Preconceptional parental health, pregnancy health, and early infant environment play key roles in the child's and later adult's lifetime health.
These factors are explored in 'BABY1000', a pilot study meant to test a study design and identify factors acting over three periods to shape the individual's future health.
The report of the study appeared in the BMJ.
Study: Cohort profile: the BABY1000 pilot prospective longitudinal birth cohort study based in Sydney, Australia. Image Credit: Meteoritka/Shutterstock.com
According to the developmental hypothesis, health and disease risk across an individual's lifespan and of the following generations, depends on factors active during the first 1,000 days of life, beginning at conception and extending to the child's second birthday.
These include environmental factors that affect epigenetic modification of the genome.
For instance, obesity appears to follow the same recurrence pattern across generations. Worldwide, obesity is increasing in prevalence. Therefore, many more children are being exposed to excessive nutrient availability in utero, feeding obesity to the next generation.
This points to the need for interventions that begin before conception if this cycle is to be broken. Other factors act adversely on the child's long-term health, including the mother's preconceptional weight, physical activity, weight gain during pregnancy, levels of stress, mental health, smoking, gestational diabetes, and the gut microbiome of the mother.
Little is known about how and when these factors act or how they may be mitigated. The current study is one of several aimed at identifying associated health factors and outcomes. Unlike other birth cohort studies, the data collection began before conception, broadening the field of investigation.
The focus of this study is on obesity as an intergenerational phenomenon. The study was conceived as a prospective pilot study to assess the feasibility and acceptability of the project.
Participants in the study were residents of Sydney, Australia, and all entered before or at 12 weeks from conception. All participants were followed up until postpartum, while children were followed up until two years.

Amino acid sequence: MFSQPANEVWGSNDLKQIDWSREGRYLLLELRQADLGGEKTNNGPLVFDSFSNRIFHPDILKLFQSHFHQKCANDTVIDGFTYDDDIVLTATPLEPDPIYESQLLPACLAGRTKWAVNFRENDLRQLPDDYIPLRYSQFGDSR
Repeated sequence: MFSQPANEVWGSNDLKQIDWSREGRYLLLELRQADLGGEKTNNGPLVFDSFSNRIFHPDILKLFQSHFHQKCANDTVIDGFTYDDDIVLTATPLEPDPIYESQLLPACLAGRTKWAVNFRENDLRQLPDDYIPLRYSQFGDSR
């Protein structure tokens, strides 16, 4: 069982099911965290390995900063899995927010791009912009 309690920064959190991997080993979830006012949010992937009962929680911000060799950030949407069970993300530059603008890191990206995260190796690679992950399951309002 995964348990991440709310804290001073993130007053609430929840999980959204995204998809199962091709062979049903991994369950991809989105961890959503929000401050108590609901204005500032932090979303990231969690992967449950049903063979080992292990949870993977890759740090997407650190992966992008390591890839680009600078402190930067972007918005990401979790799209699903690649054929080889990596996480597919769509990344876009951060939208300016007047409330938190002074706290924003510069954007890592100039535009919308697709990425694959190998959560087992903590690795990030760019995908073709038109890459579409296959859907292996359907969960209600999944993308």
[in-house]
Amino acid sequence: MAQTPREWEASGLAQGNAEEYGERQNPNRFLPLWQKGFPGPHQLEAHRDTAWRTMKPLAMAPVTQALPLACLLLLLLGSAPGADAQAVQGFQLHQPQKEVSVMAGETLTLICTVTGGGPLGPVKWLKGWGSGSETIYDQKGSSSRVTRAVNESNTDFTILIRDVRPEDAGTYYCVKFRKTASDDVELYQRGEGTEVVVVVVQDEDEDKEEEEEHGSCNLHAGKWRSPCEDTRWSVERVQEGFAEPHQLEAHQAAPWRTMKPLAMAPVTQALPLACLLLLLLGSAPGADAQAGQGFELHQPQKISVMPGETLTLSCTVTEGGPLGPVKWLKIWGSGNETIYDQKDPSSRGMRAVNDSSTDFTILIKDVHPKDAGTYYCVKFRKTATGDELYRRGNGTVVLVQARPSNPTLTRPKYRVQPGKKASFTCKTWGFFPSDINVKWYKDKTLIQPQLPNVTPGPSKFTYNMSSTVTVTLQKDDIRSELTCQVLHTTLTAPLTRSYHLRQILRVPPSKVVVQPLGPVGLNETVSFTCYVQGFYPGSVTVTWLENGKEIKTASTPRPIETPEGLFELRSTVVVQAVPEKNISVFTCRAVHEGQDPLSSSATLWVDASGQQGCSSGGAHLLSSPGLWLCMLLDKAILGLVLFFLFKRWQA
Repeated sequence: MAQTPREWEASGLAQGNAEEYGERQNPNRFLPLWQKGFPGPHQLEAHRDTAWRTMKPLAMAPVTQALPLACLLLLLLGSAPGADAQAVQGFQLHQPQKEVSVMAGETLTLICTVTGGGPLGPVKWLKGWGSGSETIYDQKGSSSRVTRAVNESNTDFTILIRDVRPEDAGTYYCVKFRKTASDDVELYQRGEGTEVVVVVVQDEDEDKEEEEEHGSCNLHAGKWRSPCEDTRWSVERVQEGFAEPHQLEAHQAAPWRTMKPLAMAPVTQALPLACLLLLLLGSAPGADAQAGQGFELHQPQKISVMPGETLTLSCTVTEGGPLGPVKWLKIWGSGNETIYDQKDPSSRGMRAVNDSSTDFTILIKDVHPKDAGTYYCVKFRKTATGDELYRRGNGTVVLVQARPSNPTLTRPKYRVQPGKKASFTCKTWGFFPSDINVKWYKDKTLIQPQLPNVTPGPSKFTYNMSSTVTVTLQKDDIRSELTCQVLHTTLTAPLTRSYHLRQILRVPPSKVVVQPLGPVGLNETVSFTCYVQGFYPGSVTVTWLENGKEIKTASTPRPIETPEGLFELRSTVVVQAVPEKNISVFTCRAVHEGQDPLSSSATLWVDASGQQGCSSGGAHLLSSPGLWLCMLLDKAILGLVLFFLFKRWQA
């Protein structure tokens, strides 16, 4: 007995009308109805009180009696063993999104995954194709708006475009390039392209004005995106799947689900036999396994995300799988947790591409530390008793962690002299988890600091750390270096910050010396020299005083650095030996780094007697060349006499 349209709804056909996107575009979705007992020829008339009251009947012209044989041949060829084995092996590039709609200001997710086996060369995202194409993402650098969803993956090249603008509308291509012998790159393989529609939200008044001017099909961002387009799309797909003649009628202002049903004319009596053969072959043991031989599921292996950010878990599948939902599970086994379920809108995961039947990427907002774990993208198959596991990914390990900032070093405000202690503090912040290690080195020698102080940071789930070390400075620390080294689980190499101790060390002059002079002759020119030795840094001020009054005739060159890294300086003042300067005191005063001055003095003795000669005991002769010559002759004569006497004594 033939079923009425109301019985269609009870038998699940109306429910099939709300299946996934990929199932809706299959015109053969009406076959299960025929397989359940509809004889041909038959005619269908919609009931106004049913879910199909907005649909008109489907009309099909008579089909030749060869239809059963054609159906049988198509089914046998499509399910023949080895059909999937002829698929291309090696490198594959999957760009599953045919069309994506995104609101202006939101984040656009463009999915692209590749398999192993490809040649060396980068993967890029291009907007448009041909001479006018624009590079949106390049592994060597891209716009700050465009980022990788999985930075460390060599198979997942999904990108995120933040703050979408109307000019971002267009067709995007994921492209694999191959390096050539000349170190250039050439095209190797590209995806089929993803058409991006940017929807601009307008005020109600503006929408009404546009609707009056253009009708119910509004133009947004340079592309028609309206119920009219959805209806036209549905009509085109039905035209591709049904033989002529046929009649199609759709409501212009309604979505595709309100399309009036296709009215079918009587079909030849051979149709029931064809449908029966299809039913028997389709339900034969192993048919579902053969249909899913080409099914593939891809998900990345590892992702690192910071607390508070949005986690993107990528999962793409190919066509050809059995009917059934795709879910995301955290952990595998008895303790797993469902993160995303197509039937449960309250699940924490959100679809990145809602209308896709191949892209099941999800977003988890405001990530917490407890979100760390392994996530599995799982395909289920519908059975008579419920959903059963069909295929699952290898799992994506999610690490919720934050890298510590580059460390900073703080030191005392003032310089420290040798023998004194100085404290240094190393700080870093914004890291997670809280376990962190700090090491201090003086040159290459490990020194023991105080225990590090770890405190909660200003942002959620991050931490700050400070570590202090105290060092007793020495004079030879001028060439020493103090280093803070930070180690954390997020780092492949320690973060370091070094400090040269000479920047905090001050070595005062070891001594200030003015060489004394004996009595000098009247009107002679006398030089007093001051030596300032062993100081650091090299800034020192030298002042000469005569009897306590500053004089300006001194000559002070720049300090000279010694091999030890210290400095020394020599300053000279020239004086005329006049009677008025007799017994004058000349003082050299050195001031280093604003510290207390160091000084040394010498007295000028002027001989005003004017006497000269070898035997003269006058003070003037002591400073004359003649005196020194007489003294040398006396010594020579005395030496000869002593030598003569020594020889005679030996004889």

What did the study show?
The study is ongoing. The findings available at present include participant demographic and dietary data at baseline, with a detailed description of how the research questions were arrived at and refined.
Some of the research questions eventually determined to be of top priority include whether early weight loss intervention, before or between pregnancies, helps better the outcomes for the offspring of mothers with excessive body mass; the best interventions to alleviate the adverse effects of overweight and obesity for both mothers and infants; how maternal dietary practices affect the cardiovascular and metabolic health of the offspring; the best pre conceptional diet pattern; how to optimize cardiometabolic health in infants with suboptimal birth weights; and mechanisms of long-term benefit in breastfed infants.
Questions that also made the list include those about breastfeeding strategies; infant gut microbiome with breast- vs. formula feeding or combined feeding; socioeconomic influences on maternal and baby health during and after pregnancy; influences on choice of diet in pregnancy; the role of social support groups; and the effect of insulin resistance before conception on glucose intolerance in and after pregnancy, and on the offspring.
A three-step process was used to finalize the research questions. First, potential questions were gathered during semi-structured interviews with scientists and health professionals in the field. This led to 134 questions covering the three life stages of preconception, pregnancy, and early life.
A workshop was then organized with three groups corresponding to the three life stages. Each group analyzed the questions relating to the corresponding life stages, adding their own, if any. The most relevant questions were submitted to the panel for a final selection.